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pp 1-32 | Cite as

The ILO as an Actor in International Economic Law: Looking Back, Gazing Ahead

  • Anne Trebilcock
Chapter
Part of the European Yearbook of International Economic Law book series

Abstract

This essay traces over time the tripartite International Labour Organization’s mission and means of action as they relate to international economic law since its founding in 1919. The article highlights key markers along the road to social justice, from the ILO’s constitutional origins to major Declarations (on the ILO’s mission and purpose, on fundamental principles and rights at work, and on decent work and social justice) to the recent ILO Centenary Initiatives. The interplay between the ILO’s work and that of international financial institutions as well as developments in areas such as green jobs in response to climate change, and business and human rights, are briefly explored. Lamenting the largely (and unnecessarily) divergent paths taken by international economic law and transnational labour law, the article identifies several possible avenues to bring them closer: techniques of general international law, use of opportunities created by the 2030 Sustainable Development Agenda, and other ideas put forward by various observers on how the ILO—with its stress on social dialogue—can, in partnership with other multilateral institutions, be more effective to achieve decent work for all on a sustainable planet.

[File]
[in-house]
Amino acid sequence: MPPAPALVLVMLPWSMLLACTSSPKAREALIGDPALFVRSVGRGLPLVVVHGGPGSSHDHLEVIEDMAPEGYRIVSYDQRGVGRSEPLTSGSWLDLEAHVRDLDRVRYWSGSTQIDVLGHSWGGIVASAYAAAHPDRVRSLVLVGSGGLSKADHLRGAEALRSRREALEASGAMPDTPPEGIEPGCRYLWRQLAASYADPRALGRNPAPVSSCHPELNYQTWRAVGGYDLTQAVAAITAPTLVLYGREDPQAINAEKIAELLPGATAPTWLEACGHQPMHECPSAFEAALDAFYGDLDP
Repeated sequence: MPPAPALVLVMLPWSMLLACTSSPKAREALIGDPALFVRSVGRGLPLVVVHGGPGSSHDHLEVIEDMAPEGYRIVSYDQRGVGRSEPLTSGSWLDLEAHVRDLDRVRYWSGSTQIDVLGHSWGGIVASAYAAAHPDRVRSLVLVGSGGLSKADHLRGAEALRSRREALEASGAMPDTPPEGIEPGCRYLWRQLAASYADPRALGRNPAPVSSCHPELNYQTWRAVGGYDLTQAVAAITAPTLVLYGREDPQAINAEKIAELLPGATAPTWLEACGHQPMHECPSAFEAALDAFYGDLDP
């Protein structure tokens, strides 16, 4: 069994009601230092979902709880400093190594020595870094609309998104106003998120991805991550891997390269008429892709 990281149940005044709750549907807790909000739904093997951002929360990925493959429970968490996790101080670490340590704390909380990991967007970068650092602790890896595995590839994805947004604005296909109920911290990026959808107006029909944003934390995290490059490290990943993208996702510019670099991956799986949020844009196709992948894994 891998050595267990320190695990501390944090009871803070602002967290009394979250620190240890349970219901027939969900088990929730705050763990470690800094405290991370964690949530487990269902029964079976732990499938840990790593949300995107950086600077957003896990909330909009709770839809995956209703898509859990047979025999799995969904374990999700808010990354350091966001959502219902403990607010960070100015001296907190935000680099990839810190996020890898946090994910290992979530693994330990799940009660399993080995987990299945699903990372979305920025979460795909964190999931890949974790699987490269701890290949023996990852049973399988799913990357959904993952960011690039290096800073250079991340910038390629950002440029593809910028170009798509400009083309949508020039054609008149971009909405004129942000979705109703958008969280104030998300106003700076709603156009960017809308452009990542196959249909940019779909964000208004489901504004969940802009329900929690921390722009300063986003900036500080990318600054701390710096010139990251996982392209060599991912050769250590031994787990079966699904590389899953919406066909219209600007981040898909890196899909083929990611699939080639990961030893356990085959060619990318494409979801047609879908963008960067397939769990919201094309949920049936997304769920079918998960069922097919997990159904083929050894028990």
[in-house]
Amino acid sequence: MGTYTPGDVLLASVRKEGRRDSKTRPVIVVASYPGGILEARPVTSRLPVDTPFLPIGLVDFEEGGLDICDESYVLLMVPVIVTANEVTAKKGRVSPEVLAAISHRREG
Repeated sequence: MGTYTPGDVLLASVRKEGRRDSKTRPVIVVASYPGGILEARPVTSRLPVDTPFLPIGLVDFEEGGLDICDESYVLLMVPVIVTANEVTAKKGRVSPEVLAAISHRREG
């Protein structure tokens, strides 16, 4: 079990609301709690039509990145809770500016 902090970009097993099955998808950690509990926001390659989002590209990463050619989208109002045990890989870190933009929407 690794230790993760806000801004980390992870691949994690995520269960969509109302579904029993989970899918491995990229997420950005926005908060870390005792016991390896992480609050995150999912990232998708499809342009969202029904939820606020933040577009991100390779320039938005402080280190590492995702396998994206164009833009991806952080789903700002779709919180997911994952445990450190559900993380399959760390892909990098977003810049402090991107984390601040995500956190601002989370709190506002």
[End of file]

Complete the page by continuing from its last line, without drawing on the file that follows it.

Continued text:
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© Springer Nature Switzerland AG 2019

Authors and Affiliations

  • Anne Trebilcock
    • 1
  1. 1.Labour Law Institute, Georg-August UniversityGöttingenGermany

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